Coursys Code Patterns

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Coursys

Here's some stuff that we almost always tell our students about in the first week of Coursys work.

Status Fields

Often, a model can be in one of several states.

A form from our forms system, for example, can be Active, Inactive, Waiting, Stalled, Happy, Sad, Grumpy, or Sleepy.

Generally, statuses start as a list of tuples, like so:

   NOTE_CATEGORIES = (
       ("EXC", "Exceptions"),
       ("WAI", "Waivers"),
       ("REQ", "Requirements"),
       ("TRA", "Transfers"),
       ("MIS", "Miscellaneous")
   )

This list can be fed directly to a CharField in a Model, like so:

   category = models.CharField(max_length=3, choices=NOTE_CATEGORIES)

When accessing the model's 'category' field, it will return the three-letter-code, but you can - for example, in a template - return the 'pretty wording' using the .get_foo_display property.

   note.get_category_display

Persons and Roles

For every person in the system, there is a coredata.models Person object.

FK'd to Person is the Role object, an object describing "one job" that is held by that person. A person can have many roles - in the live system, for example, I am one of just about every damn thing, for the purposes of debugging and also occasional larceny.

It is possible to restrict access to a view to _just people who have a specific role_, using the @requires_role decorator.

   @requires_role("ADVS")
   def view_student_notes(...):
       ...

Anybody who attempts to trigger this view without having a Role object of the type "ADVS" foreign-keyed to their account will just get an Access Denied message.

Unit

Many things have a coredata.models "Unit" associated with them. This is a way of subdividing parts of the system by school in the university - Units include groups like "CMPT", "ENGI", "MSE", corresponding to different logical groups within SFU.

Roles must be created with a Unit. You can't just be an "Advisor", you have to be an "Advisor - CMPT" or an "Advisor - MSE".

The requires_role decorator automatically appends to the request object a request.units list of units that the current user has _this role_ for.

So, for example, if I'm a CMPT Advisor and MSE Advisor, and I'm logged in:

   @requires_role("ADVS")
   def view_student_notes(self, request):
       print request.units

This request.units should contain the "CMPT" and "MSE" Unit model objects.

The units where the use has the role should me used to show them only the data they should be allowed to view. Assuming each note has a unit field, which points to the unit that owns that note:

   @requires_role("ADVS")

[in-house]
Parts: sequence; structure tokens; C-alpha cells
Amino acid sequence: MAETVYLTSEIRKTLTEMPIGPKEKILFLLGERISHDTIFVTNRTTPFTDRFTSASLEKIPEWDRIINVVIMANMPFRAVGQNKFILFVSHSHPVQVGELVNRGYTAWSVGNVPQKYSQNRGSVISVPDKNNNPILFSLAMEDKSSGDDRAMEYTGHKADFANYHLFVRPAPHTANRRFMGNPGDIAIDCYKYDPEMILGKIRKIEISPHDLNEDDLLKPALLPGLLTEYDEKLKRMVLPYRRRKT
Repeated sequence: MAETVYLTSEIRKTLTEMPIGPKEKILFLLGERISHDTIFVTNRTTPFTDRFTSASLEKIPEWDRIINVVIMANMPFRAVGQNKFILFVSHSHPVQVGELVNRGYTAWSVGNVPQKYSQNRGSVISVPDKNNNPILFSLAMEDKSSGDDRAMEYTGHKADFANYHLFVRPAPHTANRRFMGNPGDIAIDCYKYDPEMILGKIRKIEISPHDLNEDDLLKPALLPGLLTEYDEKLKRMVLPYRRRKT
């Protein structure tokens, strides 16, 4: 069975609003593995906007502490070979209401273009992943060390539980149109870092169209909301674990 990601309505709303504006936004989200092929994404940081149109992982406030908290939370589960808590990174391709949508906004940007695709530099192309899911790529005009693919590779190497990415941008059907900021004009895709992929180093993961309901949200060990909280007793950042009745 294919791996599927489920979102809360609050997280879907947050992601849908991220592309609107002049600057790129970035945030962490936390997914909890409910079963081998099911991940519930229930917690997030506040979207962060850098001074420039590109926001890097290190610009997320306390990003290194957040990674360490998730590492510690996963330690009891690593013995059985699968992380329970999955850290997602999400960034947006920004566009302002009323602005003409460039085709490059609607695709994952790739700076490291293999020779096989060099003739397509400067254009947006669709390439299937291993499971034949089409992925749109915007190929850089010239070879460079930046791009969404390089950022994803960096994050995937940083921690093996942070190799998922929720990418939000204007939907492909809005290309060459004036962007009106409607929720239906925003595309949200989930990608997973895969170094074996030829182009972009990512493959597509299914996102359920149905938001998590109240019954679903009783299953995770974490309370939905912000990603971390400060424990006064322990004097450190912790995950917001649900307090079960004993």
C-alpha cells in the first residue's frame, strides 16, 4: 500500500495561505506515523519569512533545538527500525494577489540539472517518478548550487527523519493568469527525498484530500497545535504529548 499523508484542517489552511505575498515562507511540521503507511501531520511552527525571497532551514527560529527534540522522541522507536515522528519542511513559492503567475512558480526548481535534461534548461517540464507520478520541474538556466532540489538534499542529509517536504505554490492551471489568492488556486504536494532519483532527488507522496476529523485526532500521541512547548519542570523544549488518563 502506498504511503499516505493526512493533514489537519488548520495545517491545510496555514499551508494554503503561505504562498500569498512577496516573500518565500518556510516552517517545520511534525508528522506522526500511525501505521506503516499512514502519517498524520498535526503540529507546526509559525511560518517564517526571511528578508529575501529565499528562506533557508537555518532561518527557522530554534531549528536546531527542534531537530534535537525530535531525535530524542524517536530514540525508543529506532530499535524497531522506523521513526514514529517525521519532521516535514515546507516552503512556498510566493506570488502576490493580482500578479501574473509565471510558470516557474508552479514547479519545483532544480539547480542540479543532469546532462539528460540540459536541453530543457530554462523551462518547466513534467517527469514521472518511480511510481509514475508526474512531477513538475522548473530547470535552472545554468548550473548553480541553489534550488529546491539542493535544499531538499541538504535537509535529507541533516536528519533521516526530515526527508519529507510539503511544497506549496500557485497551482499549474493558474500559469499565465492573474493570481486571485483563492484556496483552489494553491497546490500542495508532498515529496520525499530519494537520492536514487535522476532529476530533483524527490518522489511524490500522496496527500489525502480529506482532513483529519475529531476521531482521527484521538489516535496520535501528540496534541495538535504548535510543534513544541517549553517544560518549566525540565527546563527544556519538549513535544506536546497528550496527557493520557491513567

def view_student_notes(self, request):
       notes = Notes.objects.filter(unit__in=request.units)
       ...

Autoslugs and URLs

We want to keep our URLs as tidy and human-readable as possible.

Bad:

   coursys.cs.sfu.ca/forms/923

Good:

   coursys.cs.sfu.ca/forms/course_appeal_form

The django-autoslug package has got us covered - when creating a model, we can create an 'autoslug' field, point it at another field in the model, and from that point on the model has a 'slug' field that we can search on.

For more complicated slug logic, we can create an 'autoslug' function. See /advisornotes/models.py for an example:

   class Artifact(models.Model):
       name = models.CharField(max_length=140, help_text='The name of the artifact', null=False, blank=False)
       category = models.CharField(max_length=3, choices=ARTIFACT_CATEGORIES, null=False, blank=False)
       
       def autoslug(self):
           return make_slug(self.unit.label + '-' + self.name)
       
       slug = AutoSlugField(populate_from=autoslug, null=False, editable=False, unique=True)
       unit = models.ForeignKey(Unit, help_text='The academic unit that owns this artifact', null=False, blank=False)
       config = JSONField(null=False, blank=False, default={})  # addition configuration stuff:

Here we're automatically making a slug out of the Artifact's unit (CMPT) and name - "cmpt-thingamajigger".

Config Fields

When building models that may change in the future (pro-tip: this is most models) we often include an empty JSON field in the model.

   config = JSONField(null=False, blank=False, default={})

When working with the config field, it's considered polite to include any fields that we might be storing in the config field as a comment.

   # phonenumber - the user's phone number
   # words - words words words

The config field can be treated as an object:

   model_object.config["data"] = "harblar"

But before accessing config data, always protect against a KeyError or check if the data exists:

   if "data" in model_object.config:
       data = model_object.config["data"]
   else:
       data = "STEVE"

Hidden Fields

We try our very best to never delete anything. Instead, we set a 'hidden' flag, and filter out all 'hidden' variables every time that we pull data from the database.

Here's an example from the Grad subsystem:

   hidden = models.BooleanField(null=False, default=False)
   req = GradRequirement.objects.filter(program=grad.program, hidden=False)


Urls

Never hardcode URLs.

ModelForms

They're magic.

Fat Models, Thin Views, Skinny Templates

Logic belongs in models before views, and views before templates.

In a quote from Two Scoops of Django - http://twoscoopspress.com/products/two-scoops-of-django-1-6 :

When deciding where to put a piece of code, we like to follow the “Fat Models, Helper Modules, Thin Views, Stupid Templates” approach.

We recommend that you err on the side of putting more logic into anything but views and templates.

The results are pleasing. The code becomes clearer, more self-documenting, less duplicated, and a lot more reusable.

As for template tags and filters, they should contain the minimum logic possible to function.